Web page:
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Ending Subminimum Wages: Resources

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Having a good job — where you do well and get paid fairly — has long been denied to many people with disabilities. Subminimum Wage rules as part of section 14(c) of the Fair Labor Standards Act (FLSA), provides for the employment of certain individuals at wage rates below the minimum wage.

Current legislation calls for the phase out of these subminimum wage allowances based on disability. Disability advocates call this an important civil rights issue.  Subminimum wages are in direct opposition to the fairness and equal opportunity guaranteed to every citizen of the United States.

In America, nearly half a million people with disabilities are working for less than minimum wage — earning an average of $3.34 an hour.


Source: The Hill - Now is the time to end the subminimum wage for people with disabilities

History of Subminimum Wages for People with Disabilities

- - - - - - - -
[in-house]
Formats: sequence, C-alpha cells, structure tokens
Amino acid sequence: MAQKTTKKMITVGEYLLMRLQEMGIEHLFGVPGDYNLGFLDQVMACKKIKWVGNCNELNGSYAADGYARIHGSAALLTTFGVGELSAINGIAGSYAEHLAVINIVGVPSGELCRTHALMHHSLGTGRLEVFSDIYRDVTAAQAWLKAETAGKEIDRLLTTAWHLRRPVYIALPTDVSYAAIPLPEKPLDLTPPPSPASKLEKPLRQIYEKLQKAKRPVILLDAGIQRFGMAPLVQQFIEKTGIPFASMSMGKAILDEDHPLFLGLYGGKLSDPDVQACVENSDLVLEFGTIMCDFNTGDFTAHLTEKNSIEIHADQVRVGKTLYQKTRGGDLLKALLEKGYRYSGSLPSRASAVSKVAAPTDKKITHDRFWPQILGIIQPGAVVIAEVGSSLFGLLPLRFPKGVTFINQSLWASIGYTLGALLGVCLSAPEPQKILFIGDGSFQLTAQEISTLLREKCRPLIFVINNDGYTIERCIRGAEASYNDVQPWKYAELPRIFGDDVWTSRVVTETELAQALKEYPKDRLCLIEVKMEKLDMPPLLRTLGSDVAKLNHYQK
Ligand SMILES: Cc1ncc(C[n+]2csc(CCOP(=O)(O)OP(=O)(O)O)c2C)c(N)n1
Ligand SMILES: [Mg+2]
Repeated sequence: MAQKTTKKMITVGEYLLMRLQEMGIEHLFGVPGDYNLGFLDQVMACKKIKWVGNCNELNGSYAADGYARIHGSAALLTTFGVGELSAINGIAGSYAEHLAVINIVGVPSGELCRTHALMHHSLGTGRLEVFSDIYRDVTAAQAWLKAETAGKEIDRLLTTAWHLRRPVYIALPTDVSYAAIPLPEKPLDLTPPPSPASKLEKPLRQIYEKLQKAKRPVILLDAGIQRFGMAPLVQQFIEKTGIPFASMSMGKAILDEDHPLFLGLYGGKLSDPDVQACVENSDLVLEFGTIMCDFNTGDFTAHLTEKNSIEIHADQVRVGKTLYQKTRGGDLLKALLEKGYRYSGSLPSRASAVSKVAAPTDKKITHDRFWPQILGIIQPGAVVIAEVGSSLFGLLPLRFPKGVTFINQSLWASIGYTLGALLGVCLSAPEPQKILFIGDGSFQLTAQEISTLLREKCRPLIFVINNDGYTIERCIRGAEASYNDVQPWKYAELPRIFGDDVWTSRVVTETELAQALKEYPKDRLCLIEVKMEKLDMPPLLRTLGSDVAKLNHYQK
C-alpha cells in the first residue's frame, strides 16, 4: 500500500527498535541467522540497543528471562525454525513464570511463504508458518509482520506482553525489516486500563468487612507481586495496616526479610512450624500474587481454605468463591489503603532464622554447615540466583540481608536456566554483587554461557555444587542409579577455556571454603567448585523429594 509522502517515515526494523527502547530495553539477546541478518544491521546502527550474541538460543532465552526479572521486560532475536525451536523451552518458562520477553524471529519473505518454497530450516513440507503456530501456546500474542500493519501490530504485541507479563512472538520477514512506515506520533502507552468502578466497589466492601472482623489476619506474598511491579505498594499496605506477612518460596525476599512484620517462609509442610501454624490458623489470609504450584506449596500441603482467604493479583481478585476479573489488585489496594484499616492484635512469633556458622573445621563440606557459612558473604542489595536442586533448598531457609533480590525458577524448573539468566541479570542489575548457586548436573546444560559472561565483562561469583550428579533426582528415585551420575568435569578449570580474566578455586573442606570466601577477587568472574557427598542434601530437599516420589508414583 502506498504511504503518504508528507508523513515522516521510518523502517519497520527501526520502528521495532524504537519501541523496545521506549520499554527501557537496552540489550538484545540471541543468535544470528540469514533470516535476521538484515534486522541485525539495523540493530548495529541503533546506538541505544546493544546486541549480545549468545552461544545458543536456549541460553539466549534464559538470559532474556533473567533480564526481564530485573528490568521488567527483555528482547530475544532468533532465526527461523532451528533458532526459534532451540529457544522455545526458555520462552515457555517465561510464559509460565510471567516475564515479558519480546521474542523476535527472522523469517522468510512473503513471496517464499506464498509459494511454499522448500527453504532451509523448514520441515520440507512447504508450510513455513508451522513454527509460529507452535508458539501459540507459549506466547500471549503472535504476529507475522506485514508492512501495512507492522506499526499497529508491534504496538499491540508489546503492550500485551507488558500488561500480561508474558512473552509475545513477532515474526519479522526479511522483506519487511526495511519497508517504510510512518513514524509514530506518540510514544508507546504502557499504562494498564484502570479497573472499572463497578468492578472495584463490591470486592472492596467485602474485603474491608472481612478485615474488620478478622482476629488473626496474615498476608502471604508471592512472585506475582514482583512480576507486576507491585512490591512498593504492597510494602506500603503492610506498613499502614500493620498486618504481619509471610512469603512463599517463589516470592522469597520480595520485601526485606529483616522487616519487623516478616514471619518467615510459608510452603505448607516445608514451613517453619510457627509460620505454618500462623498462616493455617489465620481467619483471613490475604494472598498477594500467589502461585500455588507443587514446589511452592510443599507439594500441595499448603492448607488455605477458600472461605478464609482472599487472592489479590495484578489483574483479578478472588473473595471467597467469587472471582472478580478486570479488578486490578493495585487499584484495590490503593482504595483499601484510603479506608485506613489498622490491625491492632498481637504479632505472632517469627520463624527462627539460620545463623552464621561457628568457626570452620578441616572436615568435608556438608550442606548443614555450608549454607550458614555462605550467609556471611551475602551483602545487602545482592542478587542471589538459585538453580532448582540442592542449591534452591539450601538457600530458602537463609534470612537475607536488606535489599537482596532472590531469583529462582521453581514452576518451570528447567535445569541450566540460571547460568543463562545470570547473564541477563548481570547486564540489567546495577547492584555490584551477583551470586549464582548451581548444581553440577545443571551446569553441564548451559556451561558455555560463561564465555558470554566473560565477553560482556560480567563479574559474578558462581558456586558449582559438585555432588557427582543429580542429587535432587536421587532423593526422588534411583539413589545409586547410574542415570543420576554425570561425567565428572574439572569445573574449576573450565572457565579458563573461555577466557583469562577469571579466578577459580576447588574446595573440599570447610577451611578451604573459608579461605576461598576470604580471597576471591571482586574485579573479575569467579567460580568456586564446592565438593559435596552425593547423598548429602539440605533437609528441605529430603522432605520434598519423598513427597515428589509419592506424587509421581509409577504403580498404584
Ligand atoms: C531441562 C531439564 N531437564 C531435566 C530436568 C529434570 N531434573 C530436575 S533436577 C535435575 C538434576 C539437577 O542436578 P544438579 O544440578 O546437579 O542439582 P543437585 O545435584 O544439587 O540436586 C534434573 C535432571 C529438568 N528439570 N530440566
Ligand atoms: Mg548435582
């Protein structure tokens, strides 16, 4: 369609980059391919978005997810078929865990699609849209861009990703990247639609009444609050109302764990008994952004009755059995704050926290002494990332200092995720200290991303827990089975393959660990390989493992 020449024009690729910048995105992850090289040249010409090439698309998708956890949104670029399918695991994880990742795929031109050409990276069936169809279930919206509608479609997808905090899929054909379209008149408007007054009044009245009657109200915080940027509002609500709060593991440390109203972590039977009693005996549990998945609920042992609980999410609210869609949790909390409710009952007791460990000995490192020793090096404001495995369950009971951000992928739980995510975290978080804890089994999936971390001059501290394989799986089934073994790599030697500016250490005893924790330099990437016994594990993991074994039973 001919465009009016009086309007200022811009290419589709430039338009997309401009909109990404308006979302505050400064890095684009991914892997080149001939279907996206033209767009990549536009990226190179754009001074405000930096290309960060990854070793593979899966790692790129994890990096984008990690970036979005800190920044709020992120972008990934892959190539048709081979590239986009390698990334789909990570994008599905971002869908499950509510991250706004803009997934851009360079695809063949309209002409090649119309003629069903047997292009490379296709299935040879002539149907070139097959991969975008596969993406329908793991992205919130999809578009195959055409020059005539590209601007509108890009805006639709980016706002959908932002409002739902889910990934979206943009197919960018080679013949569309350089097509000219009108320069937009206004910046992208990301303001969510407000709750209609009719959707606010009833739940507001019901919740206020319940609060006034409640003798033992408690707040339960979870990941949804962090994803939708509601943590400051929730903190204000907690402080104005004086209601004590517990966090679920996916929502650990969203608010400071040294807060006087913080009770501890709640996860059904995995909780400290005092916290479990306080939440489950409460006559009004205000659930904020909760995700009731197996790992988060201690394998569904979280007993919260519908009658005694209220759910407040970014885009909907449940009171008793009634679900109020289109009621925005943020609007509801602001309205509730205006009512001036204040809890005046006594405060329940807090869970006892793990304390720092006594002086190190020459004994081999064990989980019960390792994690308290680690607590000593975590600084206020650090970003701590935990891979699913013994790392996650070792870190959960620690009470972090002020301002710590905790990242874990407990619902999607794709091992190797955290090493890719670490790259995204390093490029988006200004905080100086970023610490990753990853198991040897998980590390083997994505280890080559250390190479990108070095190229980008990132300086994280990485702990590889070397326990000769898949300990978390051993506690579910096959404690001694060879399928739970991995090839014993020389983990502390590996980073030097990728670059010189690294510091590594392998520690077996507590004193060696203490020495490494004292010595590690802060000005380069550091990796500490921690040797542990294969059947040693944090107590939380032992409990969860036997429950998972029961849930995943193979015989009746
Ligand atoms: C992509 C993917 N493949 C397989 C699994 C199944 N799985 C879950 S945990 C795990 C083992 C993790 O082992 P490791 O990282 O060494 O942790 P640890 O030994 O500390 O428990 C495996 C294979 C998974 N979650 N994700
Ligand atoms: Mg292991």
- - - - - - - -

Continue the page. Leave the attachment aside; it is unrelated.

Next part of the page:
The FLSA legislation passed in 1938 to give people with disabilities more opportunities to enter the workforce. At the time, common thought assumed a worker with a disability was less productive than one without a disability and thus rationalized the lower pay. Today, this is considered an outdated assumption. Workers with disabilities, given equal opportunity and appropriate supports, can perform as well as co-workers without disabilities. In fact, the number of people with disabilities working at competitive wages continues to grow.

Subminimum wage continues as an option despite years of data of people with significant disabilities benefiting from competitive integrated employment (CIE), defined by:

  • paid work at or above the applicable minimum wage and commensurate with coworkers performing the same work;
  • work occurring in integrated business settings with coworkers with and without disabilities; and
  • opportunities for job advancement.

Source: GAO Report on Subminimum Wage – Factsheet

Learning More about Subminimum Wage Reduction Efforts

Reducing or eliminating subminimum wages would have a profound impact on employment for people with disabilities. Check out these resources to learn more.

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